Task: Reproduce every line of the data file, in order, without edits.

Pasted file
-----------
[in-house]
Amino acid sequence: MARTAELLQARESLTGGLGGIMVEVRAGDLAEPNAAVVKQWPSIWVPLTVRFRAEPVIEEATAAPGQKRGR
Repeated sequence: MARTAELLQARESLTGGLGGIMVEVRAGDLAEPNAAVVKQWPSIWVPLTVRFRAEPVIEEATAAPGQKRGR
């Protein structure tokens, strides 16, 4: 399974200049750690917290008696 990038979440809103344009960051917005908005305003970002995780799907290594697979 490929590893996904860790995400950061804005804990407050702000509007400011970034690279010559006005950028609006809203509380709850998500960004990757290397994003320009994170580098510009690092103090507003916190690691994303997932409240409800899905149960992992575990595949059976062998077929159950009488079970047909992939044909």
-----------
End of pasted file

[in-house]
Amino acid sequence: MARTAELLQARESLTGGLGGIMVEVRAGDLAEPNAAVVKQWPSIWVPLTVRFRAEPVIEEATAAPGQKRGR
Repeated sequence: MARTAELLQARESLTGGLGGIMVEVRAGDLAEPNAAVVKQWPSIWVPLTVRFRAEPVIEEATAAPGQKRGR
């Protein structure tokens, strides 16, 4: 399974200049750690917290008696 990038979440809103344009960051917005908005305003970002995780799907290594697979 490929590893996904860790995400950061804005804990407050702000509007400011970034690279010559006005950028609006809203509380709850998500960004990757290397994003320009994170580098510009690092103090507003916190690691994303997932409240409800899905149960992992575990595949059976062998077929159950009488079970047909992939044909």